“Great,” he answers.
How ya doin’?
After that I break from the crowd and go over to the black limousine parked on the plaza near the fountain. This is Gore’s car, an ’80s-model Cadillac that looks like the cars of my Sicilian neighbors when I was a kid growing up in Revere. The tinting is peeling from several of the windows. It surprises me that such an important person is asked to ride around in such a shitty car. The Secret Service men inside eye me lazily. They wear sunglasses and have coiled wires sticking from their ears. They don’t seem particularly concerned with my loitering, and I nod to the guy in the driver’s seat. How ya doin’?
The answer, of course, is that all six were Democrats who ran for President. And all six, whether it was the party nomination or general election, lost.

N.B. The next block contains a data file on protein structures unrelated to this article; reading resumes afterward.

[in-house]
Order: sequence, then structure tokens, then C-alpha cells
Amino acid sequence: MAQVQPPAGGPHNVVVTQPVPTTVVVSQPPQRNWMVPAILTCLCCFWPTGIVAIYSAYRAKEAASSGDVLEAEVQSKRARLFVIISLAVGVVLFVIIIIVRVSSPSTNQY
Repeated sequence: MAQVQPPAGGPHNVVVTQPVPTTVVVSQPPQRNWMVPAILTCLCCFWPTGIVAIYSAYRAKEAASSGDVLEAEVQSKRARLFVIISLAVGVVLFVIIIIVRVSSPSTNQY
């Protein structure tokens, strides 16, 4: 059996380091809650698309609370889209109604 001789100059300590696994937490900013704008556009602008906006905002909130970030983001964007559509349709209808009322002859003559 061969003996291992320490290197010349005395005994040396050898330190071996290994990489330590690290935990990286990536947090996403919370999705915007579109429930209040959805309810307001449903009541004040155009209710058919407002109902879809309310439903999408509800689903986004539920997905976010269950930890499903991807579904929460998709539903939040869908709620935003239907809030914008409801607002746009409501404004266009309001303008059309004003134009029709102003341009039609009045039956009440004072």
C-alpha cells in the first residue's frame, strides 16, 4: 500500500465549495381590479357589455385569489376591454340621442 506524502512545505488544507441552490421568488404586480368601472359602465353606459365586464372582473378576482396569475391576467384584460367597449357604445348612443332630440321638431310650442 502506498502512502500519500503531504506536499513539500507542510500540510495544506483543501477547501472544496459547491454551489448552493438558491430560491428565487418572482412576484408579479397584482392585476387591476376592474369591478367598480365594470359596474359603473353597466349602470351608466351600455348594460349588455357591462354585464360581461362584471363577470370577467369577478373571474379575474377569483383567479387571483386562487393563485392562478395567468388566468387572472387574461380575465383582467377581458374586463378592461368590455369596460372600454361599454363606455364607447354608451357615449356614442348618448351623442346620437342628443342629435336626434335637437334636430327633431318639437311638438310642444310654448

That’s pretty uncanny if you think about it. Six – six! – Democrats who ran and failed.
I should note, too, that I once shared a shuttle flight from New York to Boston with Chelsea Clinton. She and her husband were sitting just a few rows ahead of me. At one point I was taking something down for the overhead bin when she passed me in the aisle. I was in her way and had to move aside. “Sorry,” I said. “Excuse me,”
“Thanks,” said Chelsea Clinton.
I don’t know if Chelsea has any political ambitions, but if so, she might wish to rethink them.
Meanwhile (no this isn’t over yet), there’s talk that Theo Epstein, the General Manager of the Chicago Cubs, former GM of the Boston Red Sox, and like Mr. Dukakis a native of Brookline, Massachusetts, is pondering a move into politics. Maybe state rep or something like that. As a Democrat. Epstein is young, bright, eminently successful, well-connected well-liked. What could possibly sink him?
Well, guess what. The Boston-La Guardia Shuttle again.
And no, I have never — not once — seen or met a Republican candidate for President. Whatever dreary karma I’m lugging around seems to be very partisan.